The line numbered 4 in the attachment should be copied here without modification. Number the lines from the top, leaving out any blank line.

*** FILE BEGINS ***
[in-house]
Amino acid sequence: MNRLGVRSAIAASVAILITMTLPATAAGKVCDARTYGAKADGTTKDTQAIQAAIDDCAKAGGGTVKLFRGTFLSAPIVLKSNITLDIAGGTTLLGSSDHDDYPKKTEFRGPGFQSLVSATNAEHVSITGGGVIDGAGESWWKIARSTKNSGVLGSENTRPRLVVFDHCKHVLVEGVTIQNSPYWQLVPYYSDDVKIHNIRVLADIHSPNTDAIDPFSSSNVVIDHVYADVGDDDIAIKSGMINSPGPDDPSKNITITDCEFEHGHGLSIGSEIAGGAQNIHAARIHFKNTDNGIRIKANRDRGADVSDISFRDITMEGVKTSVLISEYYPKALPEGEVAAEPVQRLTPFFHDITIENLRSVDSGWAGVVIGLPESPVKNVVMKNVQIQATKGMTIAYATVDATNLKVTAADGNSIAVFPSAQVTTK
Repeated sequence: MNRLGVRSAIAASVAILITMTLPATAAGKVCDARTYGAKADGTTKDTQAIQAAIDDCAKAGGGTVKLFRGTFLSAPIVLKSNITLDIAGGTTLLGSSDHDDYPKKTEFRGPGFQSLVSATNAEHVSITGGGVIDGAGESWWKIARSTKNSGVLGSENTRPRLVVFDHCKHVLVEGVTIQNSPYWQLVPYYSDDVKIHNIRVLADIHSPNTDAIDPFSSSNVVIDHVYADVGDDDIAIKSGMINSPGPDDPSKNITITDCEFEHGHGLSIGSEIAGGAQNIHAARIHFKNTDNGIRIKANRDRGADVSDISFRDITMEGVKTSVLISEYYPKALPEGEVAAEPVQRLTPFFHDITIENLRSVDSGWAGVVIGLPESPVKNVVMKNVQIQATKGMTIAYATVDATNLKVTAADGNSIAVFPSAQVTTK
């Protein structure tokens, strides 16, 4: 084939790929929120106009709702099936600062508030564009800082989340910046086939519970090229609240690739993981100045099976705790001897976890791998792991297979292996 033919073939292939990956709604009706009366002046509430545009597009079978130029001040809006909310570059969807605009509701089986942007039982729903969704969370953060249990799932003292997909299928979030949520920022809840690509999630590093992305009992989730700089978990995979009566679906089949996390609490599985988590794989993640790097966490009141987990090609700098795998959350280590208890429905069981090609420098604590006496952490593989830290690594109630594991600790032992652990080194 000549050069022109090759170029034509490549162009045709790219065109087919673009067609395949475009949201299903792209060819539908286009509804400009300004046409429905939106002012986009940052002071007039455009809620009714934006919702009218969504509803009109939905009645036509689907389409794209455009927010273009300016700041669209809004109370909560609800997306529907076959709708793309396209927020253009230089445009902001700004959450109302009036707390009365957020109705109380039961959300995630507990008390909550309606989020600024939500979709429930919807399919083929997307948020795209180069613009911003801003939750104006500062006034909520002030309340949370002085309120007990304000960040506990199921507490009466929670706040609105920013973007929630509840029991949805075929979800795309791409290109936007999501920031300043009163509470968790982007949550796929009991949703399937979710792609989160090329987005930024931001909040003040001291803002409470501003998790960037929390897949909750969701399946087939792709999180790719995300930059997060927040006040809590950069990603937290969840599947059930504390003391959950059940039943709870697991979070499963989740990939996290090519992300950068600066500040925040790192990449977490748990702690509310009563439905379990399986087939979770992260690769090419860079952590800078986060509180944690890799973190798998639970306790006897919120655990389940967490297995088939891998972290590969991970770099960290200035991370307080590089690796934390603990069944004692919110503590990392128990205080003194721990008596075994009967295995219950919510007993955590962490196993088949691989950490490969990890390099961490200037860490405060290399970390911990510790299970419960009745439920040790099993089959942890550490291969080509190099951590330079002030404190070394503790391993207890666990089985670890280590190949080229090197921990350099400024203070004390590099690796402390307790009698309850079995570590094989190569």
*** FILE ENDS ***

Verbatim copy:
């Protein structure tokens, strides 16, 4: 084939790929929120106009709702099936600062508030564009800082989340910046086939519970090229609240690739993981100045099976705790001897976890791998792991297979292996 033919073939292939990956709604009706009366002046509430545009597009079978130029001040809006909310570059969807605009509701089986942007039982729903969704969370953060249990799932003292997909299928979030949520920022809840690509999630590093992305009992989730700089978990995979009566679906089949996390609490599985988590794989993640790097966490009141987990090609700098795998959350280590208890429905069981090609420098604590006496952490593989830290690594109630594991600790032992652990080194 000549050069022109090759170029034509490549162009045709790219065109087919673009067609395949475009949201299903792209060819539908286009509804400009300004046409429905939106002012986009940052002071007039455009809620009714934006919702009218969504509803009109939905009645036509689907389409794209455009927010273009300016700041669209809004109370909560609800997306529907076959709708793309396209927020253009230089445009902001700004959450109302009036707390009365957020109705109380039961959300995630507990008390909550309606989020600024939500979709429930919807399919083929997307948020795209180069613009911003801003939750104006500062006034909520002030309340949370002085309120007990304000960040506990199921507490009466929670706040609105920013973007929630509840029991949805075929979800795309791409290109936007999501920031300043009163509470968790982007949550796929009991949703399937979710792609989160090329987005930024931001909040003040001291803002409470501003998790960037929390897949909750969701399946087939792709999180790719995300930059997060927040006040809590950069990603937290969840599947059930504390003391959950059940039943709870697991979070499963989740990939996290090519992300950068600066500040925040790192990449977490748990702690509310009563439905379990399986087939979770992260690769090419860079952590800078986060509180944690890799973190798998639970306790006897919120655990389940967490297995088939891998972290590969991970770099960290200035991370307080590089690796934390603990069944004692919110503590990392128990205080003194721990008596075994009967295995219950919510007993955590962490196993088949691989950490490969990890390099961490200037860490405060290399970390911990510790299970419960009745439920040790099993089959942890550490291969080509190099951590330079002030404190070394503790391993207890666990089985670890280590190949080229090197921990350099400024203070004390590099690796402390307790009698309850079995570590094989190569």